"Mike duties purposive. Philip mouse calls who has joined appointment at arizona state university in the school of earth and space exploration and the department of physics his back now distant primarily experimental cosmology in particular deciding a good thing new types of instruments for measuring signals from the most distant objects in the numbers buckle phil. Thank you nice to be here. Thanks doing this. I want to start with. What if your people from twenty eighteen Billy bates grave. Polite to using kinetic inductions detectors for told tech. I don't know if that's pronounce that day. And beyond so before we get the details of this. What exactly is protected. Call that day. Yes sure yeah. Toll tech is. It's the name it's named after a you know a group of the native group of in mexico and it's named that because The the the what it is is it's a camera at millimeter wavelengths that we have been building for a telescope in mexico which is called the large millimeter wave telescope or l. m. t. or in in mexico. It's the grand telescope Metric or cake day at and It's it's it's the mexico has actually a really strong background. Historically in astronomy like from the Early civilization and this telescope project which was started a decade ago. Maybe actually more. Like twenty years ago was still i think. The largest scientific project in mexico was building the telescope which is a fifty meter diameter telescope on top of sierra negra which is fifteen thousand foot mountain in the middle of mexico and so totake is is a camera that we're building using the latest superconducting technology or to go onto that telescope and make measurements location-wise Obviously will get into people but Mexico because it's a near the topics evident It has elation so what what is of the primary capital states Authentication yeah well. The primary characteristics are Allocation you know for a astronomy. And i know you've had other people on who also work as i do with telescopes and other places like chile or hawaii so so basically what you want. Is you want to be as you know. As high as possible to be above the atmospheric water vapor and that's the main The main component of the atmosphere that That absorbs millimeter. Wave light so So mexico it turns out has a fairly high mountains including pico. Or it's about or. I think it's called seat loyalty pedal which is right next to serra negra mountain which and that. One is the tallest mountain in central america. It's a nineteen thousand feet or so almost and so the mountain that it's on fifteen thousand feet. So that's that's what you want. Also it's it's a good latitude so it's nineteen degrees north latitude. Which is the same pretty much the same latitude as hawaiian. It gives you good access to most of the sky. So if you're too far north you can only see the northern stars two thousand southern stars so Good good position to and The millimeter size Vive linked what this target. What what sort of the primary target. Yeah so there's there's a couple but millimeter wavelengths so it's long a thousand times longer wavelength than the light that you see with your eye the optical which is just short just smaller than a micron wavelength and and so what we're looking at is Light from either from the early universe leftover from from from the early universe which has peaks at wavelengths around one millimetre. So that's one of the things we can look at and then the other main sources of emission or might at millimeter wavelengths are on gas and dust in the universe mainly in galaxies our own galaxy. So where where..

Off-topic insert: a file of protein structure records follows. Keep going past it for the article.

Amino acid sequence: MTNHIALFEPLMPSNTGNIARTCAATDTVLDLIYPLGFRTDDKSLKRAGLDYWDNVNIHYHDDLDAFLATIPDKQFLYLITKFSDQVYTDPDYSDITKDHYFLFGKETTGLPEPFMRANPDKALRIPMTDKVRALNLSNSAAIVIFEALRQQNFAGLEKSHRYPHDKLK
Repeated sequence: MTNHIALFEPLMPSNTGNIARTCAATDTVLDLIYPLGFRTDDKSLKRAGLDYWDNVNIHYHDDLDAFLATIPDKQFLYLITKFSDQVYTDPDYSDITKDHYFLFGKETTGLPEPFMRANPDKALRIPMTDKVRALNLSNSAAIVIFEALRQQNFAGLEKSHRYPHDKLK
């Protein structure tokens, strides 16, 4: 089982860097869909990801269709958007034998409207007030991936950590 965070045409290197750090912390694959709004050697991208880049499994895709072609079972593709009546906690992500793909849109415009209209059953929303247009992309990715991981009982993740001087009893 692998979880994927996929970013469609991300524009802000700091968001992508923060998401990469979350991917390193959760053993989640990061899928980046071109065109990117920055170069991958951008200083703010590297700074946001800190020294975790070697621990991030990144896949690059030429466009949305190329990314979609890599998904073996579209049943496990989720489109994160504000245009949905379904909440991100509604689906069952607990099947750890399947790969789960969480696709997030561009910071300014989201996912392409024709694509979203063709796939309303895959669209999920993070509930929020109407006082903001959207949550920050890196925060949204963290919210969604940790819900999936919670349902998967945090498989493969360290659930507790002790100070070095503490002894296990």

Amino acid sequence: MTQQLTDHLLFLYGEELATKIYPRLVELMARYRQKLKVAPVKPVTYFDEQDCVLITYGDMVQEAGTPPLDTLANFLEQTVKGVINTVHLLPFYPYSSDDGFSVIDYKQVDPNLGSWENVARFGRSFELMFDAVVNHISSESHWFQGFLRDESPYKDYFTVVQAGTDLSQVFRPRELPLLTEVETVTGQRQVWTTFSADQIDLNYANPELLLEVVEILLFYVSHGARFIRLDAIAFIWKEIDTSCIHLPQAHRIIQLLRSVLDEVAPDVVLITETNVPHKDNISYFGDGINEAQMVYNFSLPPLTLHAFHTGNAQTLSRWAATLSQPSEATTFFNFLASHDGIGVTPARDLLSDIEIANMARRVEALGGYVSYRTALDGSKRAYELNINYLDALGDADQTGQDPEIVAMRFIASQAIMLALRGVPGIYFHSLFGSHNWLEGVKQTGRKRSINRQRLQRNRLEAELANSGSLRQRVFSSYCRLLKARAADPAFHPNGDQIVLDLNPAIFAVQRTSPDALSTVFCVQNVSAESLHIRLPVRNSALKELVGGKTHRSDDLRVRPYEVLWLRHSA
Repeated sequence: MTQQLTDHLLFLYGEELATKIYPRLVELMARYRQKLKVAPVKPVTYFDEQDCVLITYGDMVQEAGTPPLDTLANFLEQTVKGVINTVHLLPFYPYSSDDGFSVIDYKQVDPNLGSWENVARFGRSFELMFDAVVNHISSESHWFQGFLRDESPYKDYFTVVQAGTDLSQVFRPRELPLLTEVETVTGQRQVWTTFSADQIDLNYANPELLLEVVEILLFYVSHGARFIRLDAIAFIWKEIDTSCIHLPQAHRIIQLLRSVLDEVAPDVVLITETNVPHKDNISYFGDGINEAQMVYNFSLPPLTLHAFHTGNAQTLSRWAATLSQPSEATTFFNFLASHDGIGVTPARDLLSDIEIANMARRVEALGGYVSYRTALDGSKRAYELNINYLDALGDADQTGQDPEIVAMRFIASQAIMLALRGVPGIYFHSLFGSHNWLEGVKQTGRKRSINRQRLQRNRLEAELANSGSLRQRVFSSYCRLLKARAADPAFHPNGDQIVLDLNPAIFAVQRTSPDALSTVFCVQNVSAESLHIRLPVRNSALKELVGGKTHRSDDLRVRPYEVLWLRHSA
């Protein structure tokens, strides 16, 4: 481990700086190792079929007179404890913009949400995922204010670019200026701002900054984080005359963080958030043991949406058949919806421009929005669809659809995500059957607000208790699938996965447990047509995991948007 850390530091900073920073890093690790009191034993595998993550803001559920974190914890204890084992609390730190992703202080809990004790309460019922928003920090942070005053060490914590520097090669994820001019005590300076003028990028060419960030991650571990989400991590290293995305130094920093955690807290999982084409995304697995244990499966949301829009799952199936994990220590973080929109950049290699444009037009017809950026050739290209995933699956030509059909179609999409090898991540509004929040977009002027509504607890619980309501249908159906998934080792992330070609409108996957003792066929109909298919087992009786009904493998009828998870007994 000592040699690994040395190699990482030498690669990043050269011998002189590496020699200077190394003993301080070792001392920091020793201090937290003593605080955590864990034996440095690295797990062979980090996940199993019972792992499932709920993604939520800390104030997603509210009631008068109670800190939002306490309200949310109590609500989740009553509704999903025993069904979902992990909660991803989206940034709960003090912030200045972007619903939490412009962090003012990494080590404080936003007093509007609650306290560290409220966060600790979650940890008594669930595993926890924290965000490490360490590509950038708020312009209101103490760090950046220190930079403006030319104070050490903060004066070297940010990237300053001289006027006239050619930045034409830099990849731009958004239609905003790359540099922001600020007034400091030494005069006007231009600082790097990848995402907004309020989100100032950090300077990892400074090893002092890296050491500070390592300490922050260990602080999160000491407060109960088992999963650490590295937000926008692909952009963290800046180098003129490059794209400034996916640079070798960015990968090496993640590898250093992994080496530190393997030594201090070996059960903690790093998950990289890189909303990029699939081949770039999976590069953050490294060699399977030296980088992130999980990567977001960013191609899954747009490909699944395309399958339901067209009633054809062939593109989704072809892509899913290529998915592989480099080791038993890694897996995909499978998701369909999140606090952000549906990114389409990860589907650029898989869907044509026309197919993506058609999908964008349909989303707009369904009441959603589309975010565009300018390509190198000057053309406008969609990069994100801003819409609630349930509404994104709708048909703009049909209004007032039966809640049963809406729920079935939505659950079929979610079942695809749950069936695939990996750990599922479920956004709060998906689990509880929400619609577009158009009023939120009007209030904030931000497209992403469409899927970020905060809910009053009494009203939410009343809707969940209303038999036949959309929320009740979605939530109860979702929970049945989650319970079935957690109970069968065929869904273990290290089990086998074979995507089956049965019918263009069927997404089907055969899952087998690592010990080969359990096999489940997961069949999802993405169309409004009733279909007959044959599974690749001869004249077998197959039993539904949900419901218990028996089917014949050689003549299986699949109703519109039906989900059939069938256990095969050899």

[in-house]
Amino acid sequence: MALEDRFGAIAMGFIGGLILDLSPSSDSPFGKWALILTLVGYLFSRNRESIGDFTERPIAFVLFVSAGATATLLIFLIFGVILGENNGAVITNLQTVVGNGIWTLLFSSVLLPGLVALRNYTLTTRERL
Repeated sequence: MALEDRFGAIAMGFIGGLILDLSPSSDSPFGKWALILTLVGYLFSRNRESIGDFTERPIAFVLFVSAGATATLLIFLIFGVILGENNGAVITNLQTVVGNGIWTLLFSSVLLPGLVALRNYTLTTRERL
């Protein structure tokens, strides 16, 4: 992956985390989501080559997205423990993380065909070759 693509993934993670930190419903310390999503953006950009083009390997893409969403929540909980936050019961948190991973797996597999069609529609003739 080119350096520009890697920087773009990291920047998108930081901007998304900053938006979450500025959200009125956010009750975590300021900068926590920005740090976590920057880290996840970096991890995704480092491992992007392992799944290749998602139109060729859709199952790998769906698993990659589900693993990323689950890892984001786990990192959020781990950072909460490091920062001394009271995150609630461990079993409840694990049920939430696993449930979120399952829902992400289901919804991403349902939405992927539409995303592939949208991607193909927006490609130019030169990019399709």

hawaii chile Mike fifteen thousand feet Philip mouse mexico sierra negra nineteen thousand feet fifteen thousand foot Mexico serra negra mountain twenty years ago central america a decade ago one fifty meter diameter twenty eighteen pico nineteen degrees north around one millimetre
The Fight Over The Future Of Natural Gas

Short Wave

09:57 min | 3 months ago

The Fight Over The Future Of Natural Gas